Magazine article UN Chronicle

Returning to the United Nations: Then and Now

Magazine article UN Chronicle

Returning to the United Nations: Then and Now

Article excerpt

After a lapse of nearly 15 years, I have returned to New York once again to represent my country at the United Nations. During the interim, I served my Government in other diplomatic assignments and as Minister for Trade, Industry, Power and Tourism in the Bhutanese Cabinet for about a decade.

A sea change had occurred. With the glaring disappearance of the other superpower-the Soviet Union-the politics of cold war in its previous manifestation no longer prevailed. Though I welcomed the end of this phenomenon, I somehow missed the earlier situation with its peculiar absurdity and bipolar rationale. At that time, the functioning of most States, and especially of the small ones in the international community, seemed somehow easier and more clear-cut. The role of the Non-Aligned Movement, of which Bhutan has been a member since 1973 and which still to a large extent is the forum for 114 countries to hammer out their positions on diverse international issues, looked markedly less important. As one Permanent Representative commented to me while campaigning for a seat in a United Nations body: "Now each delegation has to fend for itself. Each to his own." The collapse of the Soviet Union also resulted in a large number of States seeking and becoming members of the United Nations. The substantial prolife ration of membership also meant that each delegation had to deal with a larger number of other sovereign entities. This task becomes quite confounding when campaigning for seats and attending national days and other receptions-not forgetting the increased congestion of the General Assembly Hall!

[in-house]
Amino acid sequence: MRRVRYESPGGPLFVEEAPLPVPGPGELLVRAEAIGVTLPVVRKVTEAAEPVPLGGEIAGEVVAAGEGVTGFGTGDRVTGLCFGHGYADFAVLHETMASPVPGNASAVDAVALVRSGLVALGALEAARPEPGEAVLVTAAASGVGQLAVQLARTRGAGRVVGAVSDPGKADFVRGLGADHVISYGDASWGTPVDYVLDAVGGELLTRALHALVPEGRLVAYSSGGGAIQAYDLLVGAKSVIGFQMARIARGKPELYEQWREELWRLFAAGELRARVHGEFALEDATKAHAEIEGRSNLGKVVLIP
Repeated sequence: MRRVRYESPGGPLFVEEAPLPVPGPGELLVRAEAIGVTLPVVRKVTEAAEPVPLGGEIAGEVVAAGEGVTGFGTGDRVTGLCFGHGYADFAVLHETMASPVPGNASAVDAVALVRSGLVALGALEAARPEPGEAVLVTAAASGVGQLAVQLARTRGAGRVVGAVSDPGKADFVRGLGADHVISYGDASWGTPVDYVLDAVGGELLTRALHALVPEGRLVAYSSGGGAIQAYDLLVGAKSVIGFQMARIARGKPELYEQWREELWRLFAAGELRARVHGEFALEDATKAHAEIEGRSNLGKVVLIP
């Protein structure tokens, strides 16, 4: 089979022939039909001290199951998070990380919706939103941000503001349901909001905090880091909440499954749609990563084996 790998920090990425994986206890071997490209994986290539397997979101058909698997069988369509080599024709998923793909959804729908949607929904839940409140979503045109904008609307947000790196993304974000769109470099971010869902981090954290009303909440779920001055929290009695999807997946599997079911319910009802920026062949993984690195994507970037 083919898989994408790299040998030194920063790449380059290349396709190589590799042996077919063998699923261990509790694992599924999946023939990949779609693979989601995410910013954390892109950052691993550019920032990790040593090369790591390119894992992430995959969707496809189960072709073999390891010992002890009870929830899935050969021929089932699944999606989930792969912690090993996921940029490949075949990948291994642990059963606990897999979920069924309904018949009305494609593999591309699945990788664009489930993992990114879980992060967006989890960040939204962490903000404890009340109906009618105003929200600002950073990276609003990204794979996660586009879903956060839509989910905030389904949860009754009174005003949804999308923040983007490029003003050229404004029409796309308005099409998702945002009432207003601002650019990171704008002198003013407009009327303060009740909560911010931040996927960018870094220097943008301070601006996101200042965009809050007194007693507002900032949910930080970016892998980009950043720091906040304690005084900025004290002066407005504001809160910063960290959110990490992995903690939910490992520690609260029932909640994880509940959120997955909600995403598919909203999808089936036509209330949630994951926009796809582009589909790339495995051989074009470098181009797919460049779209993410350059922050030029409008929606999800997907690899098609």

Though individuals make the major difference, as is definitely the case with Mr. Kofi Annan, the role of the Secretary-General in a unipolar (or is it multipolar?) world has become much more significant and taxing on his time and energy. In this context, the appointment of a Deputy Secretary-General was the right move, though the role of this position is yet to fully crystallize. The person occupying this position should be a true deputy by giving the Secretary-General more time to deal with urgent and critical issues facing the Organization. In this way, the Secretary-General would have more time to handle the day-to-day containment of security questions and deal directly with world leaders and heads of international organizations. …

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